If you can’t find a specialist in your local area, try contacting national or international specialists. They may be able to refer you to someone they know through conferences or research efforts. Some specialists may be willing to consult with you or your local doctors over the phone or by email if you can't travel to them for care.
You can find more tips in our guide, How to Find a Disease Specialist. We also encourage you to explore the rest of this page to find resources that can help you find specialists.
Related diseases are conditions that have similar signs and symptoms. A health care provider may consider these conditions in the table below when making a diagnosis. Please note that the table may not include all the possible conditions related to this disease.
Conditions with similar signs and symptoms from Orphanet
The main differential diagnoses include other forms of myopathy with joint contractures, with or without cardiac involvement (Bethlem myopathy, SEPN1 and FKRP-related myopathies); the desmin-related myopathies; proximal myotonic myopathy; and certain forms of LGMD with cardiac involvement (see these terms).
Visit the Orphanet disease page for more information.
Support and advocacy groups can help you connect with other patients and families, and they can provide valuable services. Many develop patient-centered information and are the driving force behind research for better treatments and possible cures. They can direct you to research, resources, and services. Many organizations also have experts who serve as medical advisors or provide lists of doctors/clinics. Visit the group’s website or contact them to learn about the services they offer. Inclusion on this list is not an endorsement by GARD.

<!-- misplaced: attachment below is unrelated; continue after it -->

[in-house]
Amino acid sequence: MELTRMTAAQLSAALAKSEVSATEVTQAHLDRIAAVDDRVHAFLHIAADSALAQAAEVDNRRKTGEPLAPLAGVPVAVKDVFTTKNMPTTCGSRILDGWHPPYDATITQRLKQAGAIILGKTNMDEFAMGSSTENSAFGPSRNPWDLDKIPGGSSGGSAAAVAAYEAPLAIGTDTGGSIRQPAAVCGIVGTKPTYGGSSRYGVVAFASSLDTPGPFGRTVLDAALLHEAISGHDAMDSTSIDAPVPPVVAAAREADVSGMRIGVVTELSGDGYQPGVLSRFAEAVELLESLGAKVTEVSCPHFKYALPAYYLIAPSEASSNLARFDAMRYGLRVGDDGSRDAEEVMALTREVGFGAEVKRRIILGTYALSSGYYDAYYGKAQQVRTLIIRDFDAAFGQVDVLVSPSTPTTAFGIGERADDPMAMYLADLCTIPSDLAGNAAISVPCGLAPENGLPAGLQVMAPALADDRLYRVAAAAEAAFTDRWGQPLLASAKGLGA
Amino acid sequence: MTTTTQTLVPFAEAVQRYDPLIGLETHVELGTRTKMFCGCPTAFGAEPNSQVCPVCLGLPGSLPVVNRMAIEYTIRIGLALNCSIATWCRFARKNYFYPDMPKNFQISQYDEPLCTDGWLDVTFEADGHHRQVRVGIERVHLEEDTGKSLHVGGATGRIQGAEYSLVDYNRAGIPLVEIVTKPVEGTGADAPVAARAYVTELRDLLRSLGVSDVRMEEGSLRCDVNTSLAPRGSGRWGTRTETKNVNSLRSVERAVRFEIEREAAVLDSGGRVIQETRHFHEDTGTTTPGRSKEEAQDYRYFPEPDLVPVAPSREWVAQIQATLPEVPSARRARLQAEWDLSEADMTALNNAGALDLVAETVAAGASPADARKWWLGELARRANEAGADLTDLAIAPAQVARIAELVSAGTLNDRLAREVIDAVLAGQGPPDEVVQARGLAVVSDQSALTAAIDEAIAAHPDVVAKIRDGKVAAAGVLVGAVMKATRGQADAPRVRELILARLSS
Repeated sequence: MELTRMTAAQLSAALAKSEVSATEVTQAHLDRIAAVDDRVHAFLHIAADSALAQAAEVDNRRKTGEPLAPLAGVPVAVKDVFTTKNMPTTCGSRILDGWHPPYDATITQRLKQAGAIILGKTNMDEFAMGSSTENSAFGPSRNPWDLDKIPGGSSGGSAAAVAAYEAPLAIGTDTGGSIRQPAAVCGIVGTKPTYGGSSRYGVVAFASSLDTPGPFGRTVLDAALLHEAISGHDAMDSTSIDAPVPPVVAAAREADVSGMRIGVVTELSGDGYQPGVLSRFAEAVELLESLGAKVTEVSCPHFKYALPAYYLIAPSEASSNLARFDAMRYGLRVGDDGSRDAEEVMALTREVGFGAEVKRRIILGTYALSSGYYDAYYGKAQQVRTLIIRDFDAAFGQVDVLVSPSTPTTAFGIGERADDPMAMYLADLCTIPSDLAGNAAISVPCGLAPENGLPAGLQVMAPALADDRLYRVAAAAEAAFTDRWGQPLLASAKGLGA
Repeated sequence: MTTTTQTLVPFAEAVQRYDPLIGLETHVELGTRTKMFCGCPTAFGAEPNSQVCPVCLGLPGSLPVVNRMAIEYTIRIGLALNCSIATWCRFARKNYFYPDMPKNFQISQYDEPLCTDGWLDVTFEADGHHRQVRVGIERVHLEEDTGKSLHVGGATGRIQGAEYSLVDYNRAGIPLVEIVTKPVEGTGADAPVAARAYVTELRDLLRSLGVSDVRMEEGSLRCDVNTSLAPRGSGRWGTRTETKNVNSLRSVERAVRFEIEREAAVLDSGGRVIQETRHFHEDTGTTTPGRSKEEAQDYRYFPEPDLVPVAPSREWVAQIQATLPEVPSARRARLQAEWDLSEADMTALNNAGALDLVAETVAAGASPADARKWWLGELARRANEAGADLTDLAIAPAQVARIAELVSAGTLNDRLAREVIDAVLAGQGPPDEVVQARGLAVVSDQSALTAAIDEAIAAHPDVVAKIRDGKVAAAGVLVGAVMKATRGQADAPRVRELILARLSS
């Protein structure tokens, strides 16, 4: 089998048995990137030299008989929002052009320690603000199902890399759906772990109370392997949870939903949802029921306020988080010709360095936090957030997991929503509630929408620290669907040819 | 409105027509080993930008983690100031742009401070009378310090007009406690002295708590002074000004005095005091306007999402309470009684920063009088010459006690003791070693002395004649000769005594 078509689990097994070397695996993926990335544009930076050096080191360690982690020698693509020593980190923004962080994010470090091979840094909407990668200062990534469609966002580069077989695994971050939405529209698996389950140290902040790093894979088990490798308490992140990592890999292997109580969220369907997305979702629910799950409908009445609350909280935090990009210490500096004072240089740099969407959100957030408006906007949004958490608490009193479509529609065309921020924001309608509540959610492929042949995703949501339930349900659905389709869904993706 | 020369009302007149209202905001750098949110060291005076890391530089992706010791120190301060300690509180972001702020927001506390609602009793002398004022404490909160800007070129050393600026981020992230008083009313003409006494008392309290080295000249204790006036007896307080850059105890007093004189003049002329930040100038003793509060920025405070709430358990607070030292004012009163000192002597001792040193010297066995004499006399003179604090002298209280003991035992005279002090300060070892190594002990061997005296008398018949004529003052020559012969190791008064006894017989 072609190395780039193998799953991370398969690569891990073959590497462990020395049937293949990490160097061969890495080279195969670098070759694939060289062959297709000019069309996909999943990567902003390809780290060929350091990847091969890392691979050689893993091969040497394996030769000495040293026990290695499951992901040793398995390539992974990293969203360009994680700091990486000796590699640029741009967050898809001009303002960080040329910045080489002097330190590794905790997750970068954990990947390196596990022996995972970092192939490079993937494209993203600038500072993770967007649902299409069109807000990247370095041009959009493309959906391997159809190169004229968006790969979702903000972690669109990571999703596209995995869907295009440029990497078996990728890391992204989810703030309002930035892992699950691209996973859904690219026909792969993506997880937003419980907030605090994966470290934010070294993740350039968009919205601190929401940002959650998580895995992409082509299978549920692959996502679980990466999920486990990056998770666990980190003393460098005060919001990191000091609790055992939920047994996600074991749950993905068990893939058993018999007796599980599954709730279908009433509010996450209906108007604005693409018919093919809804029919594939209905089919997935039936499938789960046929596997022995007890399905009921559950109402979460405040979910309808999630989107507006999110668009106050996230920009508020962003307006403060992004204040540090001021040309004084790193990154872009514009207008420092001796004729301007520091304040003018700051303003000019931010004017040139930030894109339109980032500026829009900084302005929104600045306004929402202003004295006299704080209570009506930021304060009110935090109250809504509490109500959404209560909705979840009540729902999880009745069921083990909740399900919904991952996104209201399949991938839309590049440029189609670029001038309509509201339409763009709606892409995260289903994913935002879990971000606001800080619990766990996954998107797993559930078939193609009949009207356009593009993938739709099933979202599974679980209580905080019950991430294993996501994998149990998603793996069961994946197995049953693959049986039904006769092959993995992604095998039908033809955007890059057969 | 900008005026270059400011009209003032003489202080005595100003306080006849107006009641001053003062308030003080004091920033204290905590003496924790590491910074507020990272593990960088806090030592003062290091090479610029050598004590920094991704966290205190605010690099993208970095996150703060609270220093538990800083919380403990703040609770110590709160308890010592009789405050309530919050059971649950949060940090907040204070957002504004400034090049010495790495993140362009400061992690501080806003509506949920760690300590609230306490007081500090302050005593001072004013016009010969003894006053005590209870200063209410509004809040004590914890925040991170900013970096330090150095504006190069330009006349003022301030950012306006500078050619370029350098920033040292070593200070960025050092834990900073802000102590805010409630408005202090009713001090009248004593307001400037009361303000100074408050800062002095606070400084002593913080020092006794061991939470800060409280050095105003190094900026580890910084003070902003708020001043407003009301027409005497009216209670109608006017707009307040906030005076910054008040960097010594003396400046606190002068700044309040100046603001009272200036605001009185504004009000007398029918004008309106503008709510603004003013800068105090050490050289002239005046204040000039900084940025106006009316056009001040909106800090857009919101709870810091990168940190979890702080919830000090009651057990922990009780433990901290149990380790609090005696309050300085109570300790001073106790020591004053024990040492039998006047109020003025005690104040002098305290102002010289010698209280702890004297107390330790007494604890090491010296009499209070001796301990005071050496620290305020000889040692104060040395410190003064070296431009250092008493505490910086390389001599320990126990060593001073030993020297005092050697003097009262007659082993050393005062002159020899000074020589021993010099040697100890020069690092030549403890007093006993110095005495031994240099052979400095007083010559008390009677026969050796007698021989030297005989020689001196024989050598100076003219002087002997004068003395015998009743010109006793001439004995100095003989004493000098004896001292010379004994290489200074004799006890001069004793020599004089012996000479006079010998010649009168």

Living with a genetic or rare disease can impact the daily lives of patients and families. These resources can help families navigate various aspects of living with a rare disease.
These resources provide more information about this condition or associated symptoms. The in-depth resources contain medical and scientific language that may be hard to understand. You may want to review these resources with a medical professional.
NCATS Rare Diseases Are Not Rare! Challenge
October 9, 2018
The NIH Undiagnosed Diseases Network Expands
September 26, 2018
Rare Disease or Rare Success: A Tale of Two Genomes
March 7, 2016
Questions sent to GARD may be posted here if the information could be helpful to others. We remove all identifying information when posting a question to protect your privacy. If you do not want your question posted, please let us know. Submit a new question
My friend has Emery-Dreifuss muscular dystrophy. I've been trying to learn as much as I can so that I can try to help him cope. I hope you can answer my questions. I know it said that 1 in 100,000 people have this disease but how many people in America are actually living with it? Is it a disease that he could pass on to his children? Can he live a normal life? I know that it is a disease that makes his muscles weak, but how fast does this happen? See answer